June 26, 2022

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Shanghai is booking millions again for comprehensive tests for the Corona virus

Shanghai is booking millions again for comprehensive tests for the Corona virus

  • Fourteen out of 16 provinces in Shanghai will have a comprehensive test on June 11
  • The exercise comes 10 days after the lifting of the lockdown in Shanghai
  • Authorities say they want to guard against a rebound
  • Two areas in Beijing closed entertainment venues

SHANGHAI/BEIJING, June 10 (Reuters) – The city of Shanghai, China’s commercial hub, will shutter millions of people for mass testing for COVID-19 this weekend – just 10 days after lifting a grueling two-month lockdown – worrying residents and raising concerns about Commercial Business. Effect.

The race to stop a large-scale outbreak After a few community cases were discovered, including a group traced to a popular beauty salon, authorities ordered PCR testing of all residents in 14 of Shanghai’s 16 districts over the weekend.

Five counties said residents would not be allowed to leave their homes while testing was being done. A notice from Changning County described the stay-at-home requirement as “closed management” for the community being sampled.

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The latest panic has sparked a rush to grocery stores and online platforms to stock up on food, with users of China’s Twitter-like website Weibo expressing fears they could be locked up for longer, having only begun returning to work after the latest lockdown was lifted. 1 June.

Some areas remained closed or soon returned to lockdown due to infection and close contacts.

“The apartment complex next to a mine has already been closed,” said Zhang Jian, a 34-year-old real estate agent.

“If there is mass testing and there is another positive case in the pool, it will have a serious impact on our lives.”

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test test

While China’s infection rate is low by global standards, President Xi Jinping has doubled down on the coronavirus non-proliferation policy, which authorities say is necessary to protect the elderly and the medical system, even as other countries try to live with the virus.

The National Health Commission said Friday that mainland China reported 151 cases of the novel coronavirus on June 9, of which 45 were asymptomatic and 106 were asymptomatic. Read more.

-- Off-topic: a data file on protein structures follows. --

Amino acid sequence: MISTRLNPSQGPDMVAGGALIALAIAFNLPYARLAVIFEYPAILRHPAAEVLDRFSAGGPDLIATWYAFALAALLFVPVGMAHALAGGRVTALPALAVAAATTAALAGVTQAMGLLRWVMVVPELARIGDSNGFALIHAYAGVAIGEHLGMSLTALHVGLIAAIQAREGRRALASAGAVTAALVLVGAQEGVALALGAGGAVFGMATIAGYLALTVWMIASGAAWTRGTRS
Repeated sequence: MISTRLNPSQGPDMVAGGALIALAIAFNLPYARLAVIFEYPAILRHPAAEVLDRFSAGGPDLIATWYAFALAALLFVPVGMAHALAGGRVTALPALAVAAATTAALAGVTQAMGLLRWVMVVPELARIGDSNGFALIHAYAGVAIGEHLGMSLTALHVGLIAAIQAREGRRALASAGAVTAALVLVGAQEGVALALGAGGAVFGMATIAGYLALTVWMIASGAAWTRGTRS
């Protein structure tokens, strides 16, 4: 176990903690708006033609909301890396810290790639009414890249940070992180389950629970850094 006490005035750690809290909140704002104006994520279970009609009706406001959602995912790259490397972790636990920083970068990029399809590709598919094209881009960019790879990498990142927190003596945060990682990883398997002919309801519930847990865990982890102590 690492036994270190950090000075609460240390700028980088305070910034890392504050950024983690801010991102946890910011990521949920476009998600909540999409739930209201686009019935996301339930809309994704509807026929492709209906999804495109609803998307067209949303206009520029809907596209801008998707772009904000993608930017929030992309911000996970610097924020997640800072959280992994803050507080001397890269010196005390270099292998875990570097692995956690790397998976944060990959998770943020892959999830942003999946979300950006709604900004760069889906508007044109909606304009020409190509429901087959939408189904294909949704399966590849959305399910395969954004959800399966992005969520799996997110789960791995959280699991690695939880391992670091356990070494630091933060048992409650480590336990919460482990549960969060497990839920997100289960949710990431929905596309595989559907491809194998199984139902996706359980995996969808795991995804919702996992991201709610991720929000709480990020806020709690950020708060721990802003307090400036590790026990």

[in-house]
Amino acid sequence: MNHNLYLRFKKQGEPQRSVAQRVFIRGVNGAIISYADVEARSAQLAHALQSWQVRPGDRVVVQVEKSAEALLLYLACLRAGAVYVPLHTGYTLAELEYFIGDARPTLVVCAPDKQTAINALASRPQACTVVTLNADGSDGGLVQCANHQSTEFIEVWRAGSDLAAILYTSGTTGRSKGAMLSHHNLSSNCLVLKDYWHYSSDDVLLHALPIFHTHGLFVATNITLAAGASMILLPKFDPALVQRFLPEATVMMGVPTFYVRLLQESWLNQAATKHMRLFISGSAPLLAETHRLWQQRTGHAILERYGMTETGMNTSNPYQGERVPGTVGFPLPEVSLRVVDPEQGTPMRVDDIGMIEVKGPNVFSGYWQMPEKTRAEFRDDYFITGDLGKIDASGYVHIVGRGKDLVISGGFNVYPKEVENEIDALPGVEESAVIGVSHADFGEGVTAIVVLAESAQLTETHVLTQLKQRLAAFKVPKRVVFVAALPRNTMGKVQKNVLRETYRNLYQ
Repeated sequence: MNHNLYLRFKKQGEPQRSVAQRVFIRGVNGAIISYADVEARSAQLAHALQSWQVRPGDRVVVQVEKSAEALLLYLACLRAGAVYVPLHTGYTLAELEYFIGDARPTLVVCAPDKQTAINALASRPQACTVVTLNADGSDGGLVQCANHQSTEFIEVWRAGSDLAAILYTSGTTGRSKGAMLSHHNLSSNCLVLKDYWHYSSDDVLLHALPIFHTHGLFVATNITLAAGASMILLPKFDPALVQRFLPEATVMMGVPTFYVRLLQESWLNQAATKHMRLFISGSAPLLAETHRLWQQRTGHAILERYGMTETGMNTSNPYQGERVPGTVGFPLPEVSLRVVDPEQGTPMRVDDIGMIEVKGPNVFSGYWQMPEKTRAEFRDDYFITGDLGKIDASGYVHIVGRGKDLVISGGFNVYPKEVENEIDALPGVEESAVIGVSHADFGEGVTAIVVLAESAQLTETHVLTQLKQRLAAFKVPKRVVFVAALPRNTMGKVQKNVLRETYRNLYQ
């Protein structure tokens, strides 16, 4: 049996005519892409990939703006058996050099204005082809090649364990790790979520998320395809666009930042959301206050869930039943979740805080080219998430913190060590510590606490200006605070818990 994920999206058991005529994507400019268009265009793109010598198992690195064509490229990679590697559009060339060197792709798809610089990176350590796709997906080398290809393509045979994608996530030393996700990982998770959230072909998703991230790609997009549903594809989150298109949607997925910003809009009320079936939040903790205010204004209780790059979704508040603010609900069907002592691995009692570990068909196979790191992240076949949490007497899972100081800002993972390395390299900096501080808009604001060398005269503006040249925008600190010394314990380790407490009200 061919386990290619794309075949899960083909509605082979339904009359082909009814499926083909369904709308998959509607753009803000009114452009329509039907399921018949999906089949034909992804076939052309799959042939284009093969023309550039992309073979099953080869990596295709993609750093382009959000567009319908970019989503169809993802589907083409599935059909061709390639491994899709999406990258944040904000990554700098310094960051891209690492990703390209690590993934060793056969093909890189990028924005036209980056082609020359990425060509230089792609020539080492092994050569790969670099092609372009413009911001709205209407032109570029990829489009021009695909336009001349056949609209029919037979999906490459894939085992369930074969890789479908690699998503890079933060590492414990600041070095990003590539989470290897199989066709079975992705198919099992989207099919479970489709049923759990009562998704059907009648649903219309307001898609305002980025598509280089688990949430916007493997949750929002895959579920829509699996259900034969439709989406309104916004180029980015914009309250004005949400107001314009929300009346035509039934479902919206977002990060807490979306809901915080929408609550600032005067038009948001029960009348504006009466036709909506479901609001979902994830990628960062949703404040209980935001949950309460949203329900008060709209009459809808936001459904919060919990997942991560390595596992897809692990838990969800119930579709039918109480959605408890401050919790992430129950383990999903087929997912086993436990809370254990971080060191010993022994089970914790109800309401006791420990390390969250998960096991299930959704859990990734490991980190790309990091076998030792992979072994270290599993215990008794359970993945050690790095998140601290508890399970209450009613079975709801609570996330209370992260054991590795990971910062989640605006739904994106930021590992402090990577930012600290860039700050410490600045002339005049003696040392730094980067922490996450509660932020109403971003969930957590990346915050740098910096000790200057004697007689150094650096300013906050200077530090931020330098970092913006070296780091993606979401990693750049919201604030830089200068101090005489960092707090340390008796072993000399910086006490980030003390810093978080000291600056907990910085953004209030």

The latest round of mass testing comes on top of the already onerous testing requirements that Shanghai introduced to its 25 million residents after the earlier lockdown was eased.

Residents must prove they have been tested within the past 72 hours to enter areas such as malls and offices – or even to use the subway and buses. Many have been frustrated by the prospect of queuing for hours to be tested. Read more

Meanwhile, Beijing on Thursday shut down entertainment and internet venues in two of the capital’s largest districts after tracing cases in a few bars.

At risk from one positive case

Shanghai’s earlier lockdown sparked widespread frustration, anger and even rare protests among its residents, many of whom suffered loss of income, loss of freedom, the death of friends and relatives and even starvation. Read more

It has also hurt the Chinese economy, disrupting supply chains and slowing international trade. The recent setback has affected sentiment in the financial markets.

Travel to China remains severely restricted, with most international flights canceled over the past two years and prolonged quarantine imposed on those who managed to reach.

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The European Chamber of Commerce said its members’ Shanghai offices were only operating at 30-50% of their capacity while factories were running at more than 80%.

“We are at the mercy of mass testing. Factories will have to close even if only one positive case is detected,” said Bettina Schoen-Bhantzen, Vice President of the European Chamber, adding that European companies are becoming more cautious and rethinking the future. Investments in China.

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Additional reporting by Brenda Goh, Wen Zhou and Engin Tham in Shanghai, Martin Pollard in Beijing, and the Beijing and Shanghai newsrooms; Editing by Richard Boleyn and Simon Cameron-Moore

Our criteria: Thomson Reuters Trust Principles.